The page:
Authored by Maria Drummond, Youth Services Recreation Therapist
Coming out, or coming out of the closet, is a term most often referring to a person making an LGBTQ identity of theirs known whether just to one person or to a group of people. Ash Beckam’s got a great TED Talk about how we all have closets to come out of, though. It’s full of valuable insight about having tough conversations and being real with each other. Check it out when you’ve got 10 minutes to spare!
Folks can be out to one person, to only certain circles of people in their lives, or they may be publicly ‘out’. Though there are events like National Coming Out day to help shed light on the topic, coming out itself is more of a practice than an event. A person who identifies in the LGBTQ community likely ‘comes out’ to new people regularly, even if they are publicly out, because they may be assumed straight or cis (sex assigned at birth matches gender identity) by people just meeting them.
Coming out is not a status symbol, nor does it indicate how serious or invested a person is in their identity. Though it does often take courage to decide to come out, and is often identified as a major accomplishment for the person that does so, some folks make the choice not to be open about their identity for a variety of reasons, and should not be pressured to ‘just come out, already!”. Each person’s situation is different, and they need our support to make decisions for themselves about when the right time to come out is, or what the right circumstances to be out are. They may be considering their housing, education, or employment stability, relationships, or even physical safety. It’s never ok to ‘out’ someone. Please don’t assume that just because a person is out to you, or in a certain space, that they are out publicly.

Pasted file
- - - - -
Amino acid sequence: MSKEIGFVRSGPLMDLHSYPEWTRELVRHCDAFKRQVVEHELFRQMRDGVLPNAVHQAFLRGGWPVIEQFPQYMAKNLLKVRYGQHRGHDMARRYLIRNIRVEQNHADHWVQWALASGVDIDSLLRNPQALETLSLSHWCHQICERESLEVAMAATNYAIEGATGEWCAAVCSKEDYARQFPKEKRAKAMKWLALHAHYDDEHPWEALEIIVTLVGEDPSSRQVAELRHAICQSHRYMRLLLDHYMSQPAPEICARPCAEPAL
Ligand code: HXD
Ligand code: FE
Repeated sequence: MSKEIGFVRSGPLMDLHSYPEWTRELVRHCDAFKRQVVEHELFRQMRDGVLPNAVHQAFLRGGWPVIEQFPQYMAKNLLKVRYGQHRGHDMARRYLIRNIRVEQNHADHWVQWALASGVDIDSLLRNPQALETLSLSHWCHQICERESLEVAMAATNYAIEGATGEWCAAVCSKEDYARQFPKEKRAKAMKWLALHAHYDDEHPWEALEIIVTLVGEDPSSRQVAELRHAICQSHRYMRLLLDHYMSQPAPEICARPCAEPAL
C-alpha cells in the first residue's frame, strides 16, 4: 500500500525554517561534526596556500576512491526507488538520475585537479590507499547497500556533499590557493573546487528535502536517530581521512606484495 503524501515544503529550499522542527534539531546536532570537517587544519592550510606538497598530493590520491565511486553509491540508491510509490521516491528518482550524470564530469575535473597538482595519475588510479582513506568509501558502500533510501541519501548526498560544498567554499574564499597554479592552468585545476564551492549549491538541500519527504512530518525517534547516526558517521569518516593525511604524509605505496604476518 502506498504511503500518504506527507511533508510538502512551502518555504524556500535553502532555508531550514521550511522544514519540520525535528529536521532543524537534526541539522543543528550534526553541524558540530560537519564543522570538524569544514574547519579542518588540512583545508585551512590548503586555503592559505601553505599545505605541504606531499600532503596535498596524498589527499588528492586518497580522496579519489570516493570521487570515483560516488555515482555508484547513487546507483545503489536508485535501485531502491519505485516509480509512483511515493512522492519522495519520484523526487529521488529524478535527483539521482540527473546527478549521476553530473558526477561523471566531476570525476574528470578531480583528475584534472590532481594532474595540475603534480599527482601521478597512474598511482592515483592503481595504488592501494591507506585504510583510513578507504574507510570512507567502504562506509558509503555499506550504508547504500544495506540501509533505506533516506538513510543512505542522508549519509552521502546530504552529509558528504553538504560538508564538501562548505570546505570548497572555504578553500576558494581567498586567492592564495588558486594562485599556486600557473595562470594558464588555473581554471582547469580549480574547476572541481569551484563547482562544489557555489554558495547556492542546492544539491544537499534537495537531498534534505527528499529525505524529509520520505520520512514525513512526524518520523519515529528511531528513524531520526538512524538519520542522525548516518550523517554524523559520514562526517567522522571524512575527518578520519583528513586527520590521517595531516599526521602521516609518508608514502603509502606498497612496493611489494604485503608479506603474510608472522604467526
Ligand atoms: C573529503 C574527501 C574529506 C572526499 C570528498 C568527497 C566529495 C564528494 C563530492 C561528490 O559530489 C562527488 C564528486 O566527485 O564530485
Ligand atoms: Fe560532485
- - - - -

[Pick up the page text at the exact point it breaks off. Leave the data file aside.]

So, how can you participate in National Coming Out day? If you identify in the LGBTQ community, and feel comfortable doing so, the day is a wonderful opportunity to celebrate your identity by posting on social media or otherwise proclaiming your pride in your identity. If you identify as an LGBTQ Ally, you can proclaim your support (it’s always nice to know who’s got our backs). If you want to use the day as just the occasion you’ve been waiting for to come out to a new person or group of people, go for it! If you’re not ready to publicly declare your LGBTQ or Ally identity, that’s ok too. Just soak in all the love around you, and know that we support you right where you are.
And just in case someone in your circle chooses National Coming Out Day (or any other day, really) to come out to you, here’s a brief review about response DOs AND
The Salt Lake County Youth Services LGBTQ Advocates Committee is dedicated to creating safer spaces for all who access our services to be exactly who they are, whether in or out of the closet. Please feel free to reach out to me at mailto:email@example.com or the co-chair of the committee, Erin Dixon, at mailto:firstname.lastname@example.org with questions, concerns or suggestions. #youthslco